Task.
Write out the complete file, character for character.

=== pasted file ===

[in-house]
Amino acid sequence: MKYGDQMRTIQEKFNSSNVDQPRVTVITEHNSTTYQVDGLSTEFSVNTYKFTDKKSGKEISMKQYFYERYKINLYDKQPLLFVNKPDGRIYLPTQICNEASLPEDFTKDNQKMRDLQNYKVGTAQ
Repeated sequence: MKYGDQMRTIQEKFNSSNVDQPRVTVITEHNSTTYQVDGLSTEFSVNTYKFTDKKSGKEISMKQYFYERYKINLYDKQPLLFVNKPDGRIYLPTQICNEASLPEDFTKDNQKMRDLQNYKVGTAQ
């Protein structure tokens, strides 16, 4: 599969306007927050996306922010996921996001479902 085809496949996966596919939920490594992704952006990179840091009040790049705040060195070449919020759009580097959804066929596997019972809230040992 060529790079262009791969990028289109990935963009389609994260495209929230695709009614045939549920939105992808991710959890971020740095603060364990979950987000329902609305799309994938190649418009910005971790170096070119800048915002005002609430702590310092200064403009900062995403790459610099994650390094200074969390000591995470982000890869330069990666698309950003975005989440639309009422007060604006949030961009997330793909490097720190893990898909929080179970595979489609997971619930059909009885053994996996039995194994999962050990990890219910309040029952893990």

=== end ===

[in-house]
Amino acid sequence: MKYGDQMRTIQEKFNSSNVDQPRVTVITEHNSTTYQVDGLSTEFSVNTYKFTDKKSGKEISMKQYFYERYKINLYDKQPLLFVNKPDGRIYLPTQICNEASLPEDFTKDNQKMRDLQNYKVGTAQ
Repeated sequence: MKYGDQMRTIQEKFNSSNVDQPRVTVITEHNSTTYQVDGLSTEFSVNTYKFTDKKSGKEISMKQYFYERYKINLYDKQPLLFVNKPDGRIYLPTQICNEASLPEDFTKDNQKMRDLQNYKVGTAQ
């Protein structure tokens, strides 16, 4: 599969306007927050996306922010996921996001479902 085809496949996966596919939920490594992704952006990179840091009040790049705040060195070449919020759009580097959804066929596997019972809230040992 060529790079262009791969990028289109990935963009389609994260495209929230695709009614045939549920939105992808991710959890971020740095603060364990979950987000329902609305799309994938190649418009910005971790170096070119800048915002005002609430702590310092200064403009900062995403790459610099994650390094200074969390000591995470982000890869330069990666698309950003975005989440639309009422007060604006949030961009997330793909490097720190893990898909929080179970595979489609997971619930059909009885053994996996039995194994999962050990990890219910309040029952893990």